Earlier this month, Iranian Railways suffered a serious cyberattack. It now turns out that the facility fell prey to a new file wiping malware “Meteor”. This malware typically wipes the target systems rendering them unbootable.
Iranian Railways Cyberattack
Reportedly, the Iranian Railways systems suffered a cyberattack during mid-July that caused service disruptions. The subsequent digital mess eventually caused problems for the passengers.
The attackers took control of the display boards at various stations throughout the country. They also displayed a troll message on the boards, mentioning “delays” due to “cyberattack” whilst redirecting the passengers to a number allegedly belonging to the office of the Supreme Leader Ali Khamenei.
A phone number–64411–was displayed on boards of train stations today in #Iran amid the reported cyberattack on the rail system. It directed commuters there to call for more information. It matched the number to #Iran's Supreme Leader's Office that is displayed on his website. pic.twitter.com/IQQ85I6QhJ
— Iran International English (@IranIntl_En) July 9, 2021
Also, the attack caused the website to shut down temporarily.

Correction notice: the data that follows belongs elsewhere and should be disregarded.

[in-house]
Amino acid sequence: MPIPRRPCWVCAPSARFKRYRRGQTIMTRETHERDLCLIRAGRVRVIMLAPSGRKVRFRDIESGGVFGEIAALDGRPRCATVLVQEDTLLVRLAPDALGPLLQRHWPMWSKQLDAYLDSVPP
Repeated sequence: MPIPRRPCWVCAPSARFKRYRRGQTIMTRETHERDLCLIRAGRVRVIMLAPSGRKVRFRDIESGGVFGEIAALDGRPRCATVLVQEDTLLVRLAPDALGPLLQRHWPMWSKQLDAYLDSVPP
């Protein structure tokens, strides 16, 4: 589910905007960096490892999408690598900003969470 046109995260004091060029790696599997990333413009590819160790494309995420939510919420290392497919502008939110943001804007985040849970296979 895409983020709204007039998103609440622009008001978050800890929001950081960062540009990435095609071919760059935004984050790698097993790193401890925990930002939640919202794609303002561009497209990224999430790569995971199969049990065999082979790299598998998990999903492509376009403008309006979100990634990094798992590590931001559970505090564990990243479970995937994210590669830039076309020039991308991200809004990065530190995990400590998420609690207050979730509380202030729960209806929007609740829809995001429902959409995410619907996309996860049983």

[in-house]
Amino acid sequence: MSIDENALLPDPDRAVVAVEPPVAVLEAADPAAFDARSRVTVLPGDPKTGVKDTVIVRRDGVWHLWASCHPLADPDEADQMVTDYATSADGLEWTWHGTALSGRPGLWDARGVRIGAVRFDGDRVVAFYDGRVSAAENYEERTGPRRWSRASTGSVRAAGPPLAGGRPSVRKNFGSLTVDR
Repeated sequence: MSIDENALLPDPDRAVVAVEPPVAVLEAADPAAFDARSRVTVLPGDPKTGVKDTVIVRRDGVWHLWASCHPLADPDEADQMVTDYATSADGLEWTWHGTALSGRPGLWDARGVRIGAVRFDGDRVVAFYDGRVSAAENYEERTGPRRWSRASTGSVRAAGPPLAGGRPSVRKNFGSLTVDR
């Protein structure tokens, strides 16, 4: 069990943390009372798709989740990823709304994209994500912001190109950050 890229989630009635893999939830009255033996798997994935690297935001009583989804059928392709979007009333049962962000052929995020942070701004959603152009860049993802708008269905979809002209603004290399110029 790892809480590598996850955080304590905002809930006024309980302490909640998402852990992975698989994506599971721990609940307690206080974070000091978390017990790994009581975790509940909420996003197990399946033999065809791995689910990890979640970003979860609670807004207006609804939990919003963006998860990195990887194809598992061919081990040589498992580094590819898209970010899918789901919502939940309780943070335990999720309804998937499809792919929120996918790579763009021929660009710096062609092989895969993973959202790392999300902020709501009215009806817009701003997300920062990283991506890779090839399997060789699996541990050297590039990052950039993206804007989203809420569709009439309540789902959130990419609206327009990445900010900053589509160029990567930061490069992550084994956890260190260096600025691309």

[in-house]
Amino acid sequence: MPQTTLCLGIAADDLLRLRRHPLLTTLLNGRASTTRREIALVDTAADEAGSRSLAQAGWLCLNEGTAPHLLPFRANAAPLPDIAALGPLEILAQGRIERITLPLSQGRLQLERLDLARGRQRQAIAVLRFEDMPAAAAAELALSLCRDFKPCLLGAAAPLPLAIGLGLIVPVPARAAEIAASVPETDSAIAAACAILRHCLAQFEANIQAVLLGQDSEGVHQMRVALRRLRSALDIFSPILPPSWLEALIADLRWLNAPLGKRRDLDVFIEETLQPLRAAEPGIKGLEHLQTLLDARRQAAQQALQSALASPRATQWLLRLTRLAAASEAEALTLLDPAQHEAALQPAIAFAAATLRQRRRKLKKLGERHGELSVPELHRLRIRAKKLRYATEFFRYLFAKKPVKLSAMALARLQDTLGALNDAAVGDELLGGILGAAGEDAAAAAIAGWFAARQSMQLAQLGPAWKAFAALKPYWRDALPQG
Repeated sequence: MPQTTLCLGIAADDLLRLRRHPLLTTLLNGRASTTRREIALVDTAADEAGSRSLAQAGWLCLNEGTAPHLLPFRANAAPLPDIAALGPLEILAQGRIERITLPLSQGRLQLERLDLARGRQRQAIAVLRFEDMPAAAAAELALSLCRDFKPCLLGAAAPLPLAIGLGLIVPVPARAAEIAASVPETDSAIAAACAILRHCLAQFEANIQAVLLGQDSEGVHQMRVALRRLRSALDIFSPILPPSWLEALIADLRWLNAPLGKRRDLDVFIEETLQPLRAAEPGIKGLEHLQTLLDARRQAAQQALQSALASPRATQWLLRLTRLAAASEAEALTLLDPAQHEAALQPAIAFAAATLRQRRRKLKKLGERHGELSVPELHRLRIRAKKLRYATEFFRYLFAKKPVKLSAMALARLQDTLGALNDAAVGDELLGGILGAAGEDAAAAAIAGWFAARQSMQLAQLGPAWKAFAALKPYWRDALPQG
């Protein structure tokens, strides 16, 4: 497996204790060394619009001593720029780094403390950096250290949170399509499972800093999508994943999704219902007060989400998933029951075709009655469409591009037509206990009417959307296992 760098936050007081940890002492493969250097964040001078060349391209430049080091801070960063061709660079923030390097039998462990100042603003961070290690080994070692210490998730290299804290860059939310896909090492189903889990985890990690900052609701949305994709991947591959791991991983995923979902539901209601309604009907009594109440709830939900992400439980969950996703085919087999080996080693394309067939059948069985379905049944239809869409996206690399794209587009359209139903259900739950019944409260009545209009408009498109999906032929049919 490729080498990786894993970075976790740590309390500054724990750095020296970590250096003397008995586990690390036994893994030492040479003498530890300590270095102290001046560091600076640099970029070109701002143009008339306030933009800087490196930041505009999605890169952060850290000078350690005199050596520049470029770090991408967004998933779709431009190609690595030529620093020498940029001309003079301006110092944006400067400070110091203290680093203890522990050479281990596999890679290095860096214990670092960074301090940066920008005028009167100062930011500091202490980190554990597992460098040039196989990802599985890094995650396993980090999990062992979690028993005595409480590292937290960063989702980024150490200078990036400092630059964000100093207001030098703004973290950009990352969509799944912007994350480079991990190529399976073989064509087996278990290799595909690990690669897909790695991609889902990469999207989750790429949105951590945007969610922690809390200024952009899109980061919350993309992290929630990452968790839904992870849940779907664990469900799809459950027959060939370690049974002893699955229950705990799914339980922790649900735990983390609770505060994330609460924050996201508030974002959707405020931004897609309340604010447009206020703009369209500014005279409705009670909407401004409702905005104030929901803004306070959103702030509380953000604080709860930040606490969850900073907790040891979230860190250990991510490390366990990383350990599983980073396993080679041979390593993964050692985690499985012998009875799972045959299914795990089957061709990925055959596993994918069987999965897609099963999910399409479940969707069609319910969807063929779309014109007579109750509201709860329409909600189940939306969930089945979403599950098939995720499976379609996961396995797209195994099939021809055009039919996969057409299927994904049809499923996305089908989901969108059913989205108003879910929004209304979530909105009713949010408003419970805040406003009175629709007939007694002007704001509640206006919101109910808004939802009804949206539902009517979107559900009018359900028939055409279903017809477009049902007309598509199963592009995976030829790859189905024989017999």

Initially, it remained unclear how the incident happened. However, researchers from Sentinel Labs have now revealed that the facility suffered an attack by a seemingly new malware dubbed “Meteor”.
Like ransomware, a wiper malware also takes control of the system’s data. However, unlike the former, it doesn’t aim at recovery. Rather a wiper simply “wipes” the data of the system, rendering it almost impossible for the victim to recover.
About Meteor Malware
According to Sentinel Labs’ report, the newly identified file wiping malware targeted the Iranian Railways’ systems on July 9, 2021. Analyzing the indicators made them recognize an unfamiliar attacker’s fingerprints.
Briefly, the attackers exploited the Group Policy to distribute the malicious cab file. The wiping attack was primarily executed via a set of batch files exhibiting different functionalities. These include wiping the system, locking the device’s Master Boot Record (MBR), clearing event logs, and rendering the machine unbootable.
During the infection, the malware also checks for the presence of Kaspersky antivirus on the target system. If detected, the malware exits; if not, it proceeds to create exclusions for its components in Windows Defender. That’s how it evades all security checks to take control of the device.
After this, the final payload, the “Meteor” arrives which actually wipes the system files at the scheduled time. Describing its functionality, the researchers stated,
At its most basic functionality, the Meteor wiper takes a set of paths from the encrypted config and walks these paths, wiping files. It also makes sure to delete shadow copies and removes the machine from the domain to avoid means of quick remediation.
That said, it also bears numerous other functionalities which the malware didn’t exhibit during the Iranian railways attack.
For now, the exact threat actor(s) behind this malware remain unidentified.